Week in review: Apple shuffles feathers
Between the launch of its tiny buttonless iPod Shuffle and the announcement of an iPhone 3.0 event next week, Apple's got people talking. Also: Microsoft looks at its future on the desktop and in the cloud; and the Palm Pre gets pricing--sort of.
Apple got people talking this week on topics ranging from the merits (and demerits) of the tiny new buttonless iPod Shuffle to predictions about what it has in store for an upcoming iPhone 3.0 event.
Technology watchers--particularly those focused on trends in gadgetry--put on a collective smile Tuesday morning when Apple.
The grin wasn't necessarily out of excitement for the new Shuffle, which is smaller than a AA battery and also recites song titles, artists, and playlist names to help with navigation despite the lack of any screen on the device. It was more likely the recollection of that far-fetched but increasingly poignant spoof "Saturday Night Live" skit featuring Steve Jobs presenting the iPod "pequeno" followed by the invisible "invisa."that stormed the blogosphere several years ago. In the video by Photoshop maven Scott Kelby, the iPod Flea--bearing a striking resemblance to a Tic Tac mint--pokes fun at Apple's shrinking music players and the related accessory industry. That video came before a similar
And here we are: the new iPod isn't quite mint-sized, but it does look much like a stick of minty gum. It immediately took some heat for being too small,without a special adapter, and for the fact that it doesn't have a . Some have come to the new , but one CNET contributor even went as far as calling it . Although that same writer, David Carnoy, later came around and realized that the real story may be that the Shuffle's "VoiceOver" feature is a precursor to Apple launching an for its whole line of mobile products.
Despite taking some flak, the Shuffle's new interface did generate a lot of interest. Upon getting their hands on it, blog
But the Shuffle isn't the only thing Apple had up its sleeve this week. It also got people buzzing about what's next when it announced on Wednesdayto discuss a new iPhone SDK and an updated version of the iPhone software.
says this could explain why the company has been slow to offer renewals for current SDK licenses, as it might be requiring developers to sign a whole new agreement. While the software will be the main attraction, developers will be closely watching for details about how the new SDK will affect their businesses.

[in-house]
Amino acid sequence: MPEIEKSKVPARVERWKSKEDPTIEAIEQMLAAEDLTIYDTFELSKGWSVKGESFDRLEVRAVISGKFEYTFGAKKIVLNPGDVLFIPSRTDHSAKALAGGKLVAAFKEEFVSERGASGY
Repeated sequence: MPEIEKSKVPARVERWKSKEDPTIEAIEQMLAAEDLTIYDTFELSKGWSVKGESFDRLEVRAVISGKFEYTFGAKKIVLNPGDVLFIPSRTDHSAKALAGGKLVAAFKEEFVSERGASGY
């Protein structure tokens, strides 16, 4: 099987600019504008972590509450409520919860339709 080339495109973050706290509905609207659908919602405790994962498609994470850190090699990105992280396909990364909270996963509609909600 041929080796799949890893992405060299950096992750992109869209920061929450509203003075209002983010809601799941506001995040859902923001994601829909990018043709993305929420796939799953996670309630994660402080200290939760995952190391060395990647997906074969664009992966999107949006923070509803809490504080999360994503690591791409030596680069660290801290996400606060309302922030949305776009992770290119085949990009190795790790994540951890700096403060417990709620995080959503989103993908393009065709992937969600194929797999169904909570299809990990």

On the software front, judging by the comments about the event, iPhone users are looking for Apple to finally bring cut-and-paste capability to the device. Of all the advancements Apple has planned for the iPhone 3.0 software, that's probably the one users are hoping for the most. Clickfor more of Krazit's take on what to expect from iPhone 3.0.
Also from Apple this week came the iTunes Plus. Security-wise, the update includes a that could lead to theft of usernames and passwords if a podcast containing malware were subscribed to., which adds support for the newly released iPod Shuffles, along with some security fixes, , and support for CD imports to
Microsoft did a lot of looking ahead this week. Microsoft won't say how many people are running its , but the numbers are growing. Senior Director Steven Martin said they are "approving more and more developers every day." And while much of the mainstream tech world is still getting its head around what exactly Azure will be, some software companies are already digging in and writing Azure code. Since it was announced in October, Microsoft hasn't said much about Azure. But expect more details at next week's Mix conference in Las Vegas.
On the desktop side, Redmond says it's done some work to make sure Windows 7 can run on Netbooks, the fashionable PCs du jour. It will offer a low-cost version of Windows 7 that can be run on less expensive Netbooks; that would obviously mean less profits. However, Microsoft thinks the line between traditional laptops and Netbooks will soon blur, and people will demand more performance in a smaller container, meaning there is still a future for a more full-blown version of Windows 7 in that field.
With Windows 7, it's also making an effort to, by making sure they will run on Windows 7. A few of the now-Windows-friendly programs include the Spanish-language IKEA Home Kitchen Planner, a German version of QuickTime, and the Arabic program Khalifa Cartoon Characters Creator.
Microsoft divulged a few new details--primarily of interest to developers--about its. The online store will sell apps that run on Windows Mobile devices and is expected to launch later this year.
The software maker will charge developers $99 a year to register, plus $99 for each application they submit to get a program into the app store. Developers who choose to charge for their programs will keep 70 percent of the proceeds, the same percentage Apple pays its App Store developers and slightly less than Research In Motion has said it will give for its forthcoming store.
Microsoft alsowith its unusually shaped Arc Mouse--and there's nary a beige one in the bunch. It also stepped into a new realm in hardware with its Notebook Cooling Base, an inch-thick stand with a built-in fan that keeps the temperature of a laptop down.
Also of note
The , which kicked off Friday in Austin, Texas, has seen ...Palm still hasn't said , but we now know that the phone's service will be priced in line with Sprint's other smartphone services... as its new CEO...IBM took the wraps off a bevy of technologies with a distinctively ...Obama's CIO has temporarily stepped down after ...Facebook rolled out a new ...Steve Wozniak got called a " " on "Dancing with the Stars" and then suffered ...Google launched Google Voice, a sort of that, among other things, automatically transcribed voice mails.